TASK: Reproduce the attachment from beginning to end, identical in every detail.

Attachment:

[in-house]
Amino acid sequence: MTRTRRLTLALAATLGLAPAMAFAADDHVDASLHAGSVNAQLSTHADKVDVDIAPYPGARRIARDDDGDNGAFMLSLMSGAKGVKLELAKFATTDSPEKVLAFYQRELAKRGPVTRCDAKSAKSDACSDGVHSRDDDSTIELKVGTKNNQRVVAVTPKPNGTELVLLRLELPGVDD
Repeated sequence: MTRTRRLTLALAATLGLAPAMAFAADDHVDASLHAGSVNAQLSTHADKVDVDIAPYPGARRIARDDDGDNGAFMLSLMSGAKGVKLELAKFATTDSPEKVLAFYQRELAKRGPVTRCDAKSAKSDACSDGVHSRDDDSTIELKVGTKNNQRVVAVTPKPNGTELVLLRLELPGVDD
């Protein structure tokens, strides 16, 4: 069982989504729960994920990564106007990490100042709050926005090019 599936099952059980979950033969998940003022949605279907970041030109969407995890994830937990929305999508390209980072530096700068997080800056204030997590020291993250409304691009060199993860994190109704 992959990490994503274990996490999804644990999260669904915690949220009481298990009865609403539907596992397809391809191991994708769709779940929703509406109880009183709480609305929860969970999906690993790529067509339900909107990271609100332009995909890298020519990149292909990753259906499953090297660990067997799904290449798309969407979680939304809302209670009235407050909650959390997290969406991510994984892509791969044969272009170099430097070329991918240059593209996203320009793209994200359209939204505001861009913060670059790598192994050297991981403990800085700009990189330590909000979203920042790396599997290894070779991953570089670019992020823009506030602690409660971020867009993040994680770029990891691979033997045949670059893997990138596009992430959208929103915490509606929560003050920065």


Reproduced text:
[in-house]
Amino acid sequence: MTRTRRLTLALAATLGLAPAMAFAADDHVDASLHAGSVNAQLSTHADKVDVDIAPYPGARRIARDDDGDNGAFMLSLMSGAKGVKLELAKFATTDSPEKVLAFYQRELAKRGPVTRCDAKSAKSDACSDGVHSRDDDSTIELKVGTKNNQRVVAVTPKPNGTELVLLRLELPGVDD
Repeated sequence: MTRTRRLTLALAATLGLAPAMAFAADDHVDASLHAGSVNAQLSTHADKVDVDIAPYPGARRIARDDDGDNGAFMLSLMSGAKGVKLELAKFATTDSPEKVLAFYQRELAKRGPVTRCDAKSAKSDACSDGVHSRDDDSTIELKVGTKNNQRVVAVTPKPNGTELVLLRLELPGVDD
């Protein structure tokens, strides 16, 4: 069982989504729960994920990564106007990490100042709050926005090019 599936099952059980979950033969998940003022949605279907970041030109969407995890994830937990929305999508390209980072530096700068997080800056204030997590020291993250409304691009060199993860994190109704 992959990490994503274990996490999804644990999260669904915690949220009481298990009865609403539907596992397809391809191991994708769709779940929703509406109880009183709480609305929860969970999906690993790529067509339900909107990271609100332009995909890298020519990149292909990753259906499953090297660990067997799904290449798309969407979680939304809302209670009235407050909650959390997290969406991510994984892509791969044969272009170099430097070329991918240059593209996203320009793209994200359209939204505001861009913060670059790598192994050297991981403990800085700009990189330590909000979203920042790396599997290894070779991953570089670019992020823009506030602690409660971020867009993040994680770029990891691979033997045949670059893997990138596009992430959208929103915490509606929560003050920065």